Satisfaction with the NHS has reached an all-time high, and the positive outlook has been rising steadily for the last decade. Findings from the 2011 NHS outpatient survey, published yesterday, show 84 per cent of patients rated their experience as excellent or very good, the highest level since the survey began in 2002.
Patients said they were better involved in decisions about their care, were treated with respect and dignity and had confidence and trust in healthcare staff.
The results appeared to further undermine Health Secretary Andrew Lansley's case for his controversial NHS reforms, coming on the same day that an online petition calling for the Health and Social Care Bill to be abandoned claimed its 100,000th signature.
That landmark raises the embarrassing possibility for the Government that the petition could be referred to the Commons for official debate.
The public's approval of NHS standards follows a study in the medical journal The Lancet claiming productivity in the NHS has "probably improved" in recent years, contradicting the "myth" that it has worsened as funding has increased – an argument often used in support of the reforms.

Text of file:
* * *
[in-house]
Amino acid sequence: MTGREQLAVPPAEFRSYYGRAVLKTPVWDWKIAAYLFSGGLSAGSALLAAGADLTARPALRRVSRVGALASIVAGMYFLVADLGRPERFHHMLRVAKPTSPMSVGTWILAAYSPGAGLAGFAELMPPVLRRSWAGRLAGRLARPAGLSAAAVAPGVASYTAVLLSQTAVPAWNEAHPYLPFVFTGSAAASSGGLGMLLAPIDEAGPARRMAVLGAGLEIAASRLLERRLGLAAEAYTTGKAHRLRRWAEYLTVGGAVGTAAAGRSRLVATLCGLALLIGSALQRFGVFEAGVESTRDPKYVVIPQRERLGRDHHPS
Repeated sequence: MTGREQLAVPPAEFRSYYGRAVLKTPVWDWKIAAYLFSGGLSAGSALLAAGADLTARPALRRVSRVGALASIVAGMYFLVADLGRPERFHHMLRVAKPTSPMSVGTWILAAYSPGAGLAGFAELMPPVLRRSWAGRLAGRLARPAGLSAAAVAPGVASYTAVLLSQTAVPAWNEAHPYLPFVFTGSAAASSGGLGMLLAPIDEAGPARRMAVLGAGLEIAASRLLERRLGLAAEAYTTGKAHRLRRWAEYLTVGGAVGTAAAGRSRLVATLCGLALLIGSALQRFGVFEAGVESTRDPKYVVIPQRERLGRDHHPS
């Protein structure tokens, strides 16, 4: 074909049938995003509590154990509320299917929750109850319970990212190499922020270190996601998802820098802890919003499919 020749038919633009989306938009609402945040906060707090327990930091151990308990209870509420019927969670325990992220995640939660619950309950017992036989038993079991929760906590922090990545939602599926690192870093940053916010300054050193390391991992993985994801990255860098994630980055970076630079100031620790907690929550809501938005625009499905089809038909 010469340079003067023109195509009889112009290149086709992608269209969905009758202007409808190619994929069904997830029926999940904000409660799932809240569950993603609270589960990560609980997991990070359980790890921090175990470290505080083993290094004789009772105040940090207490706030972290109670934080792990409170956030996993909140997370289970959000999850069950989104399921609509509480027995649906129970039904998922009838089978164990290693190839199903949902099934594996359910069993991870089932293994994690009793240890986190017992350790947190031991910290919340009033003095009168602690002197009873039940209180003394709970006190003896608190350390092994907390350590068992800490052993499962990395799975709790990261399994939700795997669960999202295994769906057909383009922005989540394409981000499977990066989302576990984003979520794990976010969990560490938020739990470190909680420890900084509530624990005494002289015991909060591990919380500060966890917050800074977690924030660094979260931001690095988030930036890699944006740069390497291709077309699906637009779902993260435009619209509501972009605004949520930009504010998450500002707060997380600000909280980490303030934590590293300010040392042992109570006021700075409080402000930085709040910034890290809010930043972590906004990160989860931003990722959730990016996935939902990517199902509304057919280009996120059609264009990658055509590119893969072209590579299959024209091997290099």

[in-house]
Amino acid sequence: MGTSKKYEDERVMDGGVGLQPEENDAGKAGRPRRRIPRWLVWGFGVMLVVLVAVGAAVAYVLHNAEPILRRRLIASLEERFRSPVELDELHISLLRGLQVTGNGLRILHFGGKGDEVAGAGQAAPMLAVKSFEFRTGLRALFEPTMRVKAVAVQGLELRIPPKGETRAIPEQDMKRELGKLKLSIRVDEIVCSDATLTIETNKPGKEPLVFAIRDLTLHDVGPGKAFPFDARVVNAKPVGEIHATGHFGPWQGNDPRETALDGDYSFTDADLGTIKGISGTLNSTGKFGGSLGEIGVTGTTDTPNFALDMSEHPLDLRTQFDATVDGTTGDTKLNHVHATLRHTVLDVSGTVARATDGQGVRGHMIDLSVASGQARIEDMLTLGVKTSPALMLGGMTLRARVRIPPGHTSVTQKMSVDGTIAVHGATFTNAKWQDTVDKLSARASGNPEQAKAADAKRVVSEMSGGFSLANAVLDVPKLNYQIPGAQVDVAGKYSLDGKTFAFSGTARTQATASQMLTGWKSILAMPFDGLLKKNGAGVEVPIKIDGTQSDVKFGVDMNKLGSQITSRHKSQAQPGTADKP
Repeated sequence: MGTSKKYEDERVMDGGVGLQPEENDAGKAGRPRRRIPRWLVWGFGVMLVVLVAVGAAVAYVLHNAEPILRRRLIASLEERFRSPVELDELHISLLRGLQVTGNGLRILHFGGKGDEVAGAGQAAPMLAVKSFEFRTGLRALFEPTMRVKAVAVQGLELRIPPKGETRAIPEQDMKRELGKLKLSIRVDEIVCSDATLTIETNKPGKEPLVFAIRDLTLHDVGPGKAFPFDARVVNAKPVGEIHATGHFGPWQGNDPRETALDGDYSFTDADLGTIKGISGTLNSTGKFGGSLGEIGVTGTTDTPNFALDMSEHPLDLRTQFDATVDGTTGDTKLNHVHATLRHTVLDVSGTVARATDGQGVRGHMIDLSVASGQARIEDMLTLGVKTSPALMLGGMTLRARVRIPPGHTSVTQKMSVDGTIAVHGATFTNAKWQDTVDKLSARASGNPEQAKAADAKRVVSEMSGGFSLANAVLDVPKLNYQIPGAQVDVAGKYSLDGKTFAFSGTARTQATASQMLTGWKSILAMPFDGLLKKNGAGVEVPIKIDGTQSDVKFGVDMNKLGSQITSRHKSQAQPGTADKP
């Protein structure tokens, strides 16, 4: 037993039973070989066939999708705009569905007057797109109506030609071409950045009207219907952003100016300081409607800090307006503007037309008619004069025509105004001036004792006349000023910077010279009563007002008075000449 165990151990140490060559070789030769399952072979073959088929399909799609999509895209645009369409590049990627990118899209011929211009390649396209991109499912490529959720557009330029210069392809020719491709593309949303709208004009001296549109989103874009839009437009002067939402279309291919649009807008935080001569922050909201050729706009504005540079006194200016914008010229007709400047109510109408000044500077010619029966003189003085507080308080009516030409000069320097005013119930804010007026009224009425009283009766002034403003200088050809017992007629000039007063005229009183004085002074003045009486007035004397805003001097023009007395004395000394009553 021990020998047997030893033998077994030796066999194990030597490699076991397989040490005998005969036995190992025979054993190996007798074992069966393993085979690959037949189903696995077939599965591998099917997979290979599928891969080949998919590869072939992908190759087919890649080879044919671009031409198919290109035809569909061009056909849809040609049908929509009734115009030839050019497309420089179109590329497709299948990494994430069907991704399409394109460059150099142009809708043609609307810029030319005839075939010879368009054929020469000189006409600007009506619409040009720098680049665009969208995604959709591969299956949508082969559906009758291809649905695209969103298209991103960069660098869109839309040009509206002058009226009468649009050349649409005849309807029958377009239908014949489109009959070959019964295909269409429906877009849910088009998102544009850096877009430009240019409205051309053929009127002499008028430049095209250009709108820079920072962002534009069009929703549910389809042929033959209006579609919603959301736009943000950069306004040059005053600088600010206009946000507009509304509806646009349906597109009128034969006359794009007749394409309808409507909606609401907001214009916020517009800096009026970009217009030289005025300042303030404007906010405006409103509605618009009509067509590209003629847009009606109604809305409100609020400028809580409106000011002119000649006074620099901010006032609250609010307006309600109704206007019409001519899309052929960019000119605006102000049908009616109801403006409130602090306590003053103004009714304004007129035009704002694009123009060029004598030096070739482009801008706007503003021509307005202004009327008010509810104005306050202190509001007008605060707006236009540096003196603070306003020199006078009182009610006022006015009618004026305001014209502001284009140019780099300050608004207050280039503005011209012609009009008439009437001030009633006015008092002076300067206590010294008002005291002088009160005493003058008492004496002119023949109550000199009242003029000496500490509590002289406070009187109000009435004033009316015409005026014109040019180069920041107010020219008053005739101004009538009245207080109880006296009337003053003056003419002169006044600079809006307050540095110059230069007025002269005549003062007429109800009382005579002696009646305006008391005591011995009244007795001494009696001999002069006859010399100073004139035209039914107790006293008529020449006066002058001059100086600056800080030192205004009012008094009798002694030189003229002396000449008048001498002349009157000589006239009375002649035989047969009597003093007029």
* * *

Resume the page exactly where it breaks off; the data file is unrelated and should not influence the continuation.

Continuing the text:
Mr Lansley has faced intense criticism over the plans, which seemed to be exacerbating splits within the Coalition Government after the Liberal Democrat deputy leader Simon Hughes called for him to step down on Sunday. David Cameron has given his public backing to the Health Secretary.
The Care Quality Commission, which carried out the survey of 72,000 patients who attended outpatient departments in April or May 2011, said the findings showed that when key aspects of care were measured, performance improved.
The Department of Health cited research by Imperial College London, which showed that hospitals with better patient ratings tended to have lower death and readmission rates.
The Government received more bad news last night as it was reported that implementation of the reforms could put patient safety at risk, while failing to achieve any cost-saving benefits.